facil.io

Your powerful network backend in C, with HTTP and Websocket support

View the Project on GitHub

A Simple Socket Library for non-blocking Berkeley Sockets

This library aims to:

libsock requires only the following three files from this repository: src/spnlock.h, src/libsock.h and src/libsock.c.

The Story Of The Partial write

For some unknown reason, there is this little tidbit of information for the write function family that is always written in the documentation and is commonly ignored by first time network programmers:

On success, the number of bytes written is returned (zero indicates nothing was written). On error, -1 is returned, and errno is set appropriately.

It is often missed that the number of bytes actually written might be smaller then the amount we wanted to write.

For this reason, libsock implements a user land buffer. All calls to sock_write promise to write the whole of the data (careful) unless a connection issue causes them to fail.

The only caveat is for very large amounts of data that exceed the available user land buffer (which you can change from the default ~16Mib), since libsock will keep flushing all the sockets (it won’t return from the sock_write function call) until the data can be fully written to the user-land buffer.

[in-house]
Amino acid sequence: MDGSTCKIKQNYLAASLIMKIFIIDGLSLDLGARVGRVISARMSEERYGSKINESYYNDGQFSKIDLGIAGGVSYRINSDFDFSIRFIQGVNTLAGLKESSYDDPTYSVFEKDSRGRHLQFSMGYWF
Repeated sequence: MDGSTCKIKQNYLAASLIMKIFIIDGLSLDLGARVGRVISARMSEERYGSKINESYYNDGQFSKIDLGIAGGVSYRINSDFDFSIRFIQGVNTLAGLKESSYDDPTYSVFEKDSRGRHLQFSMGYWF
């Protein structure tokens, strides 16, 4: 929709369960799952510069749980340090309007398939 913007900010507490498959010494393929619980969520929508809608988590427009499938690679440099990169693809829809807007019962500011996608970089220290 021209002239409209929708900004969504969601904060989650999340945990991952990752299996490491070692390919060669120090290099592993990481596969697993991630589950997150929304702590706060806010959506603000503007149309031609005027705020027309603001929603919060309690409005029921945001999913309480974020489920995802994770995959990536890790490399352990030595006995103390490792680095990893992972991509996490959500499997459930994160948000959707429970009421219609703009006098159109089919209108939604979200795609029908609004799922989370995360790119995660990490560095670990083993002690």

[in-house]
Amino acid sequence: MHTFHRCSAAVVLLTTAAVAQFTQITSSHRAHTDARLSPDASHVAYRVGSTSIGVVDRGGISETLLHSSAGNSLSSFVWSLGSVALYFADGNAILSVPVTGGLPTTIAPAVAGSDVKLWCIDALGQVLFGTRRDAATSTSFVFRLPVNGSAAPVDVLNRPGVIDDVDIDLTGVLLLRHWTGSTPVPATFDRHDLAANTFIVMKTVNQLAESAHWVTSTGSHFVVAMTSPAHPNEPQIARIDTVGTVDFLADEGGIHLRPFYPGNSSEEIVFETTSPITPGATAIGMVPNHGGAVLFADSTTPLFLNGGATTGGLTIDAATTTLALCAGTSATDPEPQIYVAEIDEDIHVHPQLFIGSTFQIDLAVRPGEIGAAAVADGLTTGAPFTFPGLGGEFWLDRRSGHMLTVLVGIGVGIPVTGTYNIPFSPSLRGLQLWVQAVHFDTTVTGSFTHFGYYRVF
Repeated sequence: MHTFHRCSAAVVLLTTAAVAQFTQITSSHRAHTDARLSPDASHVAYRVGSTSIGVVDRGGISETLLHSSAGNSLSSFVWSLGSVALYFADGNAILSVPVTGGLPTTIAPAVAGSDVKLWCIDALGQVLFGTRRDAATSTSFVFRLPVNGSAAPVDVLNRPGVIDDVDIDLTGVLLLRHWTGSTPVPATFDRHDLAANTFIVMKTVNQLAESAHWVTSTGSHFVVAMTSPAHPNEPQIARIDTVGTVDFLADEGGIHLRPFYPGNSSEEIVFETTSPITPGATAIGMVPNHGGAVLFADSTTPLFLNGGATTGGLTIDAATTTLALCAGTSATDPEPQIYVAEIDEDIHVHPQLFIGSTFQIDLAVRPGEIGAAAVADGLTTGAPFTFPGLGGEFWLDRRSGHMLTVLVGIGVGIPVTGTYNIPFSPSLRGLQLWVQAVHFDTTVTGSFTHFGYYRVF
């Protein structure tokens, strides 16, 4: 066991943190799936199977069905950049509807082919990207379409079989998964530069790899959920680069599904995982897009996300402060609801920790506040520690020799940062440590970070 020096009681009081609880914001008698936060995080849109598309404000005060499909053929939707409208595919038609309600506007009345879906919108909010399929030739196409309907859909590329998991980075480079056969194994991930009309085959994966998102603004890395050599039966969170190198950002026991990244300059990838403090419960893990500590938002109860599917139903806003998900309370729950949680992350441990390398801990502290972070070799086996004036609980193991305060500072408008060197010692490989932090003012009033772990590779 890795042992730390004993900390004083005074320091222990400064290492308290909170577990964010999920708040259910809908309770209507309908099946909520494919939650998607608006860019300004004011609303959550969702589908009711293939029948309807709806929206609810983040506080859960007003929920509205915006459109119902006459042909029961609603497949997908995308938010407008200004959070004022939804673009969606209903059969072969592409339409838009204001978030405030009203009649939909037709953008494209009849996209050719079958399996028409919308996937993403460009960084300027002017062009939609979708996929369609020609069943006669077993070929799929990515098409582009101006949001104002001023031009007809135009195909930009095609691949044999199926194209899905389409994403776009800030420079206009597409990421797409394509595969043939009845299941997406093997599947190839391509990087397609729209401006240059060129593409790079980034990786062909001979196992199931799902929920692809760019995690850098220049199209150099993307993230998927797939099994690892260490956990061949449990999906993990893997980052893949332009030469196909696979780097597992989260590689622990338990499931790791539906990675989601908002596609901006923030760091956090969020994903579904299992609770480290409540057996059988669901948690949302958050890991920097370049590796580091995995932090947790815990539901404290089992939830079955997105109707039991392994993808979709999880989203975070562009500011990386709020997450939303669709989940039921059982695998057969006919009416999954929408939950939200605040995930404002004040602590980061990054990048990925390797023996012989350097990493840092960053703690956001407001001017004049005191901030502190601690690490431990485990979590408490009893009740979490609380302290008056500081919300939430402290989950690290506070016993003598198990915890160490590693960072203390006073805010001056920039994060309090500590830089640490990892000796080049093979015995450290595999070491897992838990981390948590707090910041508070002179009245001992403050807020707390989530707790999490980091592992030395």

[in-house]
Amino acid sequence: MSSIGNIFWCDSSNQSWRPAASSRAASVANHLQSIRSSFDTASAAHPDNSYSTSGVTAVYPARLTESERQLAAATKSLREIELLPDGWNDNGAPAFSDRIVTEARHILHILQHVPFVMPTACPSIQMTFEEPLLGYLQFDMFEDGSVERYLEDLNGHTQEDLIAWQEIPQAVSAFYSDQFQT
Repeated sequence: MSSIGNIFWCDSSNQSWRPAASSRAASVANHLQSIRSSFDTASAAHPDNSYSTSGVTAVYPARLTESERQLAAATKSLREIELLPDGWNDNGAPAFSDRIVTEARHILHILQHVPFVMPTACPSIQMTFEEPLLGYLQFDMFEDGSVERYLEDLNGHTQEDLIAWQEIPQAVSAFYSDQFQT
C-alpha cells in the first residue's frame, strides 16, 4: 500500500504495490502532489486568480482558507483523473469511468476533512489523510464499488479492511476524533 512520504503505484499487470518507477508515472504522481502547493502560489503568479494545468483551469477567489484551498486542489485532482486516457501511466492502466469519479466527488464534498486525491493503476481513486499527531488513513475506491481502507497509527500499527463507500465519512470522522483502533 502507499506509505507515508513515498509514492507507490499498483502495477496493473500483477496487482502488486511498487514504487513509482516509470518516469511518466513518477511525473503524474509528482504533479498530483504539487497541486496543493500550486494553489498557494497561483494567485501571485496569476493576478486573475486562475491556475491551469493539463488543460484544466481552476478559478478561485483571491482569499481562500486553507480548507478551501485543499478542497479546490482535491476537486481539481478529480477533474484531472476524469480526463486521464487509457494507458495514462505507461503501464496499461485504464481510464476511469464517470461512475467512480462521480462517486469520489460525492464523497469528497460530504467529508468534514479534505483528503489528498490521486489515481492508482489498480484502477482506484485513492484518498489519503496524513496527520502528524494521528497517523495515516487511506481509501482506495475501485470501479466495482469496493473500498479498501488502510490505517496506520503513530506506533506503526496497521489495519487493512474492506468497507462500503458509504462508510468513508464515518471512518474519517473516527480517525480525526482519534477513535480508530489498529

However, this isn’t normally an issue, since files can be sent at practically no cost when using libsock and large amounts of data are normally handled by files (temporary or otherwise).

The sendfile Experience

The sendfile directive is cool, it allows us to send data directly from a file to a socket, no copying required (although the kernel might or might not copy data).

However, the sendfile function call is useless when working with TLS connections, as the TLS implementation is performed in the application layer, meaning that the data needs to be encrypted in the application layer… So, no sendfile for TLS connections :-(

Another issue is that sendfile is broken / unavailable on some systems

libsock Provides a dual solution for this:

  1. On systems where sendfile is available, it will be used if no TLS or other read/write hook had been defined.

  2. Where sendfile can’t be used, libsock will write the file to the socket (or TLS), loading up to ~16Kb of data at a time.

    The same file (fd) can be sent to multiple clients at once (keeping it open in the application’s cache) or automatically closed once it was sent.

This abstraction of the sendfile system call elevates the headache related with managing resources when sending big files.

Postponing The Timeout

Often, server applications need to implement a timeout review procedure that checks for stale connections.

However, this requires that the server architecture to implement a “write” and “read” logic (if only to set or reset the timeout for the connection) and somehow enforce this API, so that timeout events don’t fire prematurely.

libsock saves us this extra work by providing an optional callback that allows server architectures to update their timeout state without implementing the whole “read/write” API stack.